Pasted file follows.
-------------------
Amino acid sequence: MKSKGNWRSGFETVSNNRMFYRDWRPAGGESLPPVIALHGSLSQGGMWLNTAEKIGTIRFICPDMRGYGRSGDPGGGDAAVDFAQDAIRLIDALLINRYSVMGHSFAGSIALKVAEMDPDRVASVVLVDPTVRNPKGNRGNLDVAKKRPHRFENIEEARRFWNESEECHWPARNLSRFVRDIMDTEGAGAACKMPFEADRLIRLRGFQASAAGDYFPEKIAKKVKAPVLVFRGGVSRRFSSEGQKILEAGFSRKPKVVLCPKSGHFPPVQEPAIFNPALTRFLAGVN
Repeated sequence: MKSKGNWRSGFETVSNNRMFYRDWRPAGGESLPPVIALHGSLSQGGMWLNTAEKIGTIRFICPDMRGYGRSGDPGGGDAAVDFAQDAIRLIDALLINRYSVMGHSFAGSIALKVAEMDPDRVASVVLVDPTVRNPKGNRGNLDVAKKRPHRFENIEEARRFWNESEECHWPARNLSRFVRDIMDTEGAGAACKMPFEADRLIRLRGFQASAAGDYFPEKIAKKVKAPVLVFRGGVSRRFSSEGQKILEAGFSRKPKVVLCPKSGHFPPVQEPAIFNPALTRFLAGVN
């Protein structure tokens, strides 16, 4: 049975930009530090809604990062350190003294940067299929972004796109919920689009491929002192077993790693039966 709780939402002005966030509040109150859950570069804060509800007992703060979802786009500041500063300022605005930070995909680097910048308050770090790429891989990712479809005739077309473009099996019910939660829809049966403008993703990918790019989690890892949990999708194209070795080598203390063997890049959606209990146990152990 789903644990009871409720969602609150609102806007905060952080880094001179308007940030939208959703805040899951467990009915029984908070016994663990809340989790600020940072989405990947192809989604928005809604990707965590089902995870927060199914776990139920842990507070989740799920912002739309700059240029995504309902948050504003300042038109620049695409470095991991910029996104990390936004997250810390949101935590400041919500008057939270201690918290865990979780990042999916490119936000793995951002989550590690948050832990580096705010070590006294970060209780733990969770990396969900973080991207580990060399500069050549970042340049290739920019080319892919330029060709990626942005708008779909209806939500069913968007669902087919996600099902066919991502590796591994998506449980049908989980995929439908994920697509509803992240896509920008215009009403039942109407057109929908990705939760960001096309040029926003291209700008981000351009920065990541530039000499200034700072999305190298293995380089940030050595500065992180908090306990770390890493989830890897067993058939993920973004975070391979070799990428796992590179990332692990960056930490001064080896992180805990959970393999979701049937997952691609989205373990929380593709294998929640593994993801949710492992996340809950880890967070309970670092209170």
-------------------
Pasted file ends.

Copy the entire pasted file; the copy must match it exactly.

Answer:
Amino acid sequence: MKSKGNWRSGFETVSNNRMFYRDWRPAGGESLPPVIALHGSLSQGGMWLNTAEKIGTIRFICPDMRGYGRSGDPGGGDAAVDFAQDAIRLIDALLINRYSVMGHSFAGSIALKVAEMDPDRVASVVLVDPTVRNPKGNRGNLDVAKKRPHRFENIEEARRFWNESEECHWPARNLSRFVRDIMDTEGAGAACKMPFEADRLIRLRGFQASAAGDYFPEKIAKKVKAPVLVFRGGVSRRFSSEGQKILEAGFSRKPKVVLCPKSGHFPPVQEPAIFNPALTRFLAGVN
Repeated sequence: MKSKGNWRSGFETVSNNRMFYRDWRPAGGESLPPVIALHGSLSQGGMWLNTAEKIGTIRFICPDMRGYGRSGDPGGGDAAVDFAQDAIRLIDALLINRYSVMGHSFAGSIALKVAEMDPDRVASVVLVDPTVRNPKGNRGNLDVAKKRPHRFENIEEARRFWNESEECHWPARNLSRFVRDIMDTEGAGAACKMPFEADRLIRLRGFQASAAGDYFPEKIAKKVKAPVLVFRGGVSRRFSSEGQKILEAGFSRKPKVVLCPKSGHFPPVQEPAIFNPALTRFLAGVN
């Protein structure tokens, strides 16, 4: 049975930009530090809604990062350190003294940067299929972004796109919920689009491929002192077993790693039966 709780939402002005966030509040109150859950570069804060509800007992703060979802786009500041500063300022605005930070995909680097910048308050770090790429891989990712479809005739077309473009099996019910939660829809049966403008993703990918790019989690890892949990999708194209070795080598203390063997890049959606209990146990152990 789903644990009871409720969602609150609102806007905060952080880094001179308007940030939208959703805040899951467990009915029984908070016994663990809340989790600020940072989405990947192809989604928005809604990707965590089902995870927060199914776990139920842990507070989740799920912002739309700059240029995504309902948050504003300042038109620049695409470095991991910029996104990390936004997250810390949101935590400041919500008057939270201690918290865990979780990042999916490119936000793995951002989550590690948050832990580096705010070590006294970060209780733990969770990396969900973080991207580990060399500069050549970042340049290739920019080319892919330029060709990626942005708008779909209806939500069913968007669902087919996600099902066919991502590796591994998506449980049908989980995929439908994920697509509803992240896509920008215009009403039942109407057109929908990705939760960001096309040029926003291209700008981000351009920065990541530039000499200034700072999305190298293995380089940030050595500065992180908090306990770390890493989830890897067993058939993920973004975070391979070799990428796992590179990332692990960056930490001064080896992180805990959970393999979701049937997952691609989205373990929380593709294998929640593994993801949710492992996340809950880890967070309970670092209170």